hends, knowingly, and jire licte I a rjiigh to- 

Wi-e and foolish, however, were ncir'.y all 
ho s d hy tialf p st eig -t o’cl ’ck. .A fi ve 
stragglers w* re a'lroad, on the parade, but even 
ttiise w ere now mostly making for hoin*-; for 
there are no Aoin-fool niglil haunts in Broads 

The evening had begun to draw in verv fast, 
and I efnre I had taken many t urns up and down 
the quaint old pie*r, the Inst g|. an.s rif d  y had 
faded fr  10 the sky. The moon, h 'wev' r, rose 
t arly and vv,?8 nearly full, so that there were 
was no lack of light. 

I thought over my partm r's letters. .Alany 
of oiir chief transactions had heen very pr.ii.t- 
able: the trains which I had haul ('cfore I left 
town had, as far .as they had time- to evplode, 
done well; and 1 though 1 was very happy in 
my marriage liuliday, yet 1 was some ea- 
ger to he bar k again at tl.e f.citiiig game of 

After I ha»I walked for a short time, F sivv 
another jier.sun coming up tii'-. pier; and us I 
did not wish to he disturbed, 1 turned, and snt 
down on the little jetty which has beent..ruwn 
out f.'om the pit r-h ad. 

.At first I f'.'iied that he would join me, even 
here, and prepared to aeknowle.lce, as s irlilv 
as 1 could, that it was a line nignt, if he spoke 
to me. But he did nut do s  . I lieard Ins fuot- 
fall stop about the middle of the pur. I then 
heard liim descend the rude stairs t/.cri', and 
S'Hjn after .a sound as of stepping a mast in a 
sail-boat reached iny ears. Satisfied that he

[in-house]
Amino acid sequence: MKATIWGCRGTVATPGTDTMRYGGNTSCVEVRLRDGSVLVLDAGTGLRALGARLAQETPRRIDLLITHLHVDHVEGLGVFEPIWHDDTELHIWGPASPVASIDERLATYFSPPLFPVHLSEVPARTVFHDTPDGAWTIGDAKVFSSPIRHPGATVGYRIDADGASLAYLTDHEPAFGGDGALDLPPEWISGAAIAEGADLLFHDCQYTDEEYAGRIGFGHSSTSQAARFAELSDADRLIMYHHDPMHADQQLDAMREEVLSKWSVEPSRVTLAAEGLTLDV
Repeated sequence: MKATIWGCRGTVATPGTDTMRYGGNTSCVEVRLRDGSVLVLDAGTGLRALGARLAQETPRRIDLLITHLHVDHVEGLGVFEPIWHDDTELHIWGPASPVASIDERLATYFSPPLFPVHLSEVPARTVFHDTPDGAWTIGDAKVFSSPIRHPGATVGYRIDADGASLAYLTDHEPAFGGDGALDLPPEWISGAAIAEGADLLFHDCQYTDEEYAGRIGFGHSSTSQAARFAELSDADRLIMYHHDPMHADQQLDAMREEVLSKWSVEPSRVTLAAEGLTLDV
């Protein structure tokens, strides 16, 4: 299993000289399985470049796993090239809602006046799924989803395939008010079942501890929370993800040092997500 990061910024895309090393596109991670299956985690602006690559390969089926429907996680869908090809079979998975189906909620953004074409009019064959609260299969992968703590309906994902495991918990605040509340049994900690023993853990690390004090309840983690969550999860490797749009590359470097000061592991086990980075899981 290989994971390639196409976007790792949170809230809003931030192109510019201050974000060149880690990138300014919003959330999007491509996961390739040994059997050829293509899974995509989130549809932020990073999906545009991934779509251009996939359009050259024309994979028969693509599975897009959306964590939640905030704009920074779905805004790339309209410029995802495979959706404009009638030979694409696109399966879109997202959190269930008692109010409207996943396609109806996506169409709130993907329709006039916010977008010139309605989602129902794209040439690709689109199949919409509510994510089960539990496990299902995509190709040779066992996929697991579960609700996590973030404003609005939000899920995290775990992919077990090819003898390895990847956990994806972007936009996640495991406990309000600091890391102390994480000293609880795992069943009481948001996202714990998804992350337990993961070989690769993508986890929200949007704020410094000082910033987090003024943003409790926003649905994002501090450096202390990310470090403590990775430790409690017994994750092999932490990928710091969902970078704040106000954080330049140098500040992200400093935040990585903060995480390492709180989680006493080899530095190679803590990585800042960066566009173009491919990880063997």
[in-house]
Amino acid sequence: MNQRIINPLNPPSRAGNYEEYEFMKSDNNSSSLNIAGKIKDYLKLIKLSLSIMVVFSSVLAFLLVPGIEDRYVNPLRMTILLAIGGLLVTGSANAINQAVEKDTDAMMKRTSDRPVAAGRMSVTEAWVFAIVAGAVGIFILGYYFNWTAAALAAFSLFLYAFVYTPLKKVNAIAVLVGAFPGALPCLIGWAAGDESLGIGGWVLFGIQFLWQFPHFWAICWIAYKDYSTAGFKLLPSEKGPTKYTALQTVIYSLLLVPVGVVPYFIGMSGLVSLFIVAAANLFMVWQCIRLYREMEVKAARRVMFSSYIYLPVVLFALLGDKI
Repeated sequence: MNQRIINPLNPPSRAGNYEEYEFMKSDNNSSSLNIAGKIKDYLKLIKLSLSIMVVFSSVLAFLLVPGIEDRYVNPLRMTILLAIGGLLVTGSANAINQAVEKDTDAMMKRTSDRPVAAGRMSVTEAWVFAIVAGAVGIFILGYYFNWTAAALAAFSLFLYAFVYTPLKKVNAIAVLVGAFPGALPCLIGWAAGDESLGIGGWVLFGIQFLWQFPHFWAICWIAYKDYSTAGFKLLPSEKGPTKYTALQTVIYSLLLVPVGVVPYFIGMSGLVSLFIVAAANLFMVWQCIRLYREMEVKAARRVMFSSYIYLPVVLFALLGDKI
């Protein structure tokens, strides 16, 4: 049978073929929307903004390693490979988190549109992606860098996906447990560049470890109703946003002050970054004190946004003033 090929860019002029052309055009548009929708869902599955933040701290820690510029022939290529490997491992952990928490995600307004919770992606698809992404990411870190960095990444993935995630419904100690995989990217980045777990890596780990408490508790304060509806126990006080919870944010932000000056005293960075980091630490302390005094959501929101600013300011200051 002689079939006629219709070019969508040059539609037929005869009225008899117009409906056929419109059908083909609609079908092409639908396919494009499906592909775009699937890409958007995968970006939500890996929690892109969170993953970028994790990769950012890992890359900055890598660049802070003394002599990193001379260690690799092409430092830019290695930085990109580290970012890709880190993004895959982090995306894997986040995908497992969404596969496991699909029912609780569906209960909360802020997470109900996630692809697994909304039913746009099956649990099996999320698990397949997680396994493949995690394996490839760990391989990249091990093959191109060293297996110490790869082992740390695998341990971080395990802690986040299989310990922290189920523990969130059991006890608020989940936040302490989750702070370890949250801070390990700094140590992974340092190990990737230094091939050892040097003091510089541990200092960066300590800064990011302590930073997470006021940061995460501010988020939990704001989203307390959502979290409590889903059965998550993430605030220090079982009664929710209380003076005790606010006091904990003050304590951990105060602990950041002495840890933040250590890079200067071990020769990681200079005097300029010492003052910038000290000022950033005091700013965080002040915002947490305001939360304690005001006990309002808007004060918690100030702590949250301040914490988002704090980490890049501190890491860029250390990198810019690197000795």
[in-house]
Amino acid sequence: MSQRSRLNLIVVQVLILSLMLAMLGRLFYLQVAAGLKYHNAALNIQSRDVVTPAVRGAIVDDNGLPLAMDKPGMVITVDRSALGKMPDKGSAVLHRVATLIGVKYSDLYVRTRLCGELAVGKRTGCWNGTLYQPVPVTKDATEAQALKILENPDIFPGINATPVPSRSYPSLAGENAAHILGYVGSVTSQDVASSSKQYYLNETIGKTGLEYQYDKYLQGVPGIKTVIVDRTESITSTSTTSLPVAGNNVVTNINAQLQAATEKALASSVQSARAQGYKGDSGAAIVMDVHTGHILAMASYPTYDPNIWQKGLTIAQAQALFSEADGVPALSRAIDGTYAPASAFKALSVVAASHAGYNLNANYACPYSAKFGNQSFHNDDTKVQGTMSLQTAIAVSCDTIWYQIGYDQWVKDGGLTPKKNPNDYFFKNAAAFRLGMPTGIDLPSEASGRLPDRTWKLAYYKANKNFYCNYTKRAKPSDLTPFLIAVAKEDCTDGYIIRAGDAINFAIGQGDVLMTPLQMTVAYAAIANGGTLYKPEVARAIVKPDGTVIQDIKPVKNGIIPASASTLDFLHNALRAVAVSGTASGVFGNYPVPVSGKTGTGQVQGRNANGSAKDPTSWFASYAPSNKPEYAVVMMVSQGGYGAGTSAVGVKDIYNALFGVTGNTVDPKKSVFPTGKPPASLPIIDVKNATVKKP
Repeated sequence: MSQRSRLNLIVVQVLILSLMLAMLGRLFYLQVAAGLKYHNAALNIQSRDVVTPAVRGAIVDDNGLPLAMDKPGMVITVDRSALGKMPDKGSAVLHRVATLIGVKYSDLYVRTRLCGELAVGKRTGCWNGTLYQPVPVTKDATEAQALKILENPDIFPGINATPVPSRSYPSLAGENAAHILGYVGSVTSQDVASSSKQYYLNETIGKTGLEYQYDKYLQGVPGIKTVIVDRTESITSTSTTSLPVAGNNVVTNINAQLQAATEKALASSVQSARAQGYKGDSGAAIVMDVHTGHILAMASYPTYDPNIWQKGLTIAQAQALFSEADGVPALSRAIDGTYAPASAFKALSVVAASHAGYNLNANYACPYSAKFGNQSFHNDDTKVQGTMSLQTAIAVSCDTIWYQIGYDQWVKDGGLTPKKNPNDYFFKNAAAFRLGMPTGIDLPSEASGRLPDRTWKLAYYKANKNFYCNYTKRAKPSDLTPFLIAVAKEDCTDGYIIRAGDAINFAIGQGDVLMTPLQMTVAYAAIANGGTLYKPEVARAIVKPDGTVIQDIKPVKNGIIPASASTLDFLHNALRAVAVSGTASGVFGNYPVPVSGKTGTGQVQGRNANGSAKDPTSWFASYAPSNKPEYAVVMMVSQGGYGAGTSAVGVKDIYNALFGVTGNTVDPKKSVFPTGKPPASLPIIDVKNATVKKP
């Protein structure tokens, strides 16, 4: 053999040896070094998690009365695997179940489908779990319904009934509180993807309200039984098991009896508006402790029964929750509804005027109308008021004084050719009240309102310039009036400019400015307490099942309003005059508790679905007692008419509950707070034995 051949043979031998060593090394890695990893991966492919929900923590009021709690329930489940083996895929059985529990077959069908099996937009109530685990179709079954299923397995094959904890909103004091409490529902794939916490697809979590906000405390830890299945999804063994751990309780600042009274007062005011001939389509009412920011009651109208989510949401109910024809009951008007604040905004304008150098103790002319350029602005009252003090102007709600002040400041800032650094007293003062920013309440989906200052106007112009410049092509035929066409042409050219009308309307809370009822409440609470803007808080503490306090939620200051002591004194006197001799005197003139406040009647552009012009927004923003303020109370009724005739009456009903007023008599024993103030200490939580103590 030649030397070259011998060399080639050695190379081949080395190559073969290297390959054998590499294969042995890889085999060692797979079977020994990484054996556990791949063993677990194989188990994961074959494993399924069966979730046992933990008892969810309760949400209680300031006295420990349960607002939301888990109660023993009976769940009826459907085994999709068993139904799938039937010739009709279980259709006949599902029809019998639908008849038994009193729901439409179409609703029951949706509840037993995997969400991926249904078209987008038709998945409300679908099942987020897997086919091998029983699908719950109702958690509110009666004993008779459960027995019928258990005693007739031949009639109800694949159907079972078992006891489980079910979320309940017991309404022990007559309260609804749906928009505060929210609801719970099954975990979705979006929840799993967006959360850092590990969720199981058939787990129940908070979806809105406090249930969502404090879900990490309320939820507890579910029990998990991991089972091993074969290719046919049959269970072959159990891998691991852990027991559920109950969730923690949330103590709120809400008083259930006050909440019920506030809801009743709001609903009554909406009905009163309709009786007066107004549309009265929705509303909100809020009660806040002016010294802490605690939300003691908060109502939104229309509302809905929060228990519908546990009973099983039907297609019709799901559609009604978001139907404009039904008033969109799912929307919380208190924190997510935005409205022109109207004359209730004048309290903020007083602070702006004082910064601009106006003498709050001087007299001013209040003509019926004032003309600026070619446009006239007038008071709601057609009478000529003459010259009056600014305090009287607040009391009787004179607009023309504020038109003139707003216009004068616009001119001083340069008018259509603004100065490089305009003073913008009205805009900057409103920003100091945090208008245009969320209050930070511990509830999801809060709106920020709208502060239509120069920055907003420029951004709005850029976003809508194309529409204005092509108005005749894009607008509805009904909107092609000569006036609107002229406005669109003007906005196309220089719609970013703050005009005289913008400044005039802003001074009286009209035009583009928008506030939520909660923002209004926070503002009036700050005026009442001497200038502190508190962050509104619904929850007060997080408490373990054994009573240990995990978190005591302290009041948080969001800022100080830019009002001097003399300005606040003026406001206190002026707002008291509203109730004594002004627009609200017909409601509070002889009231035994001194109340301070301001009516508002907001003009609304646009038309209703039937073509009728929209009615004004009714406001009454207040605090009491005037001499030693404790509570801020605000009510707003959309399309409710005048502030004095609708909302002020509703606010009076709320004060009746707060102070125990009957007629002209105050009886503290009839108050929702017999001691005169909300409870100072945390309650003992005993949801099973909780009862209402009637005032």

was not going to disturb my solitude, 1 le iiei 
Hiv head on my hand, and lollovved out li.e 
various thoughts wliieh artso in my busy 

Duties of .Tliuisters. 

Many of our clergymen are in the 
Iiabit of complaining that their congre- 
gations do not evince that earnest in- 
terest in a preached Gospel which 
should be the result of 'a life-long pro- 
fession of the Christian faith. Aiieiid- 
aace on Sabbath exercises and the ordi- 
nances of religion becomes a mere habit 
to many, while not a few make their at- 
tendance periodical, visiting church oc- 
casionillv for appearances’ sake, or be- 
cause they have no more inviting way 
of spending the particular Sabbath 
which is to be used to bring up tlie ir- 
regular religious account which they 
keep with tlieir own consciences, the 
church and the pa.sior. The thought 
has often presented itself to our mind 
that ministers of religion shoulil lay at 
their own doors, rather than at those of 
their flock, the of much of the 
lukewarmness and indifference over 
which they so frequently and sincerely 

It is not every minister of the Gos- 
pel who studies sufficiently to make his 
p, caching agreeable to his hearers. And 
when we speak of making a sermon in- 
viting and agreeable, we are fat from 
meaning that it should be free from any 
lioctrine to offend ^prejudices, and a- 
b'jund in eloquent and richly ornament 
cd periods, pleasing to the eat but un- 
iinproving to the mind or heart. But 
as the mission of ministers of the Gos- 
pel ii- -‘to win souls to Christ,” they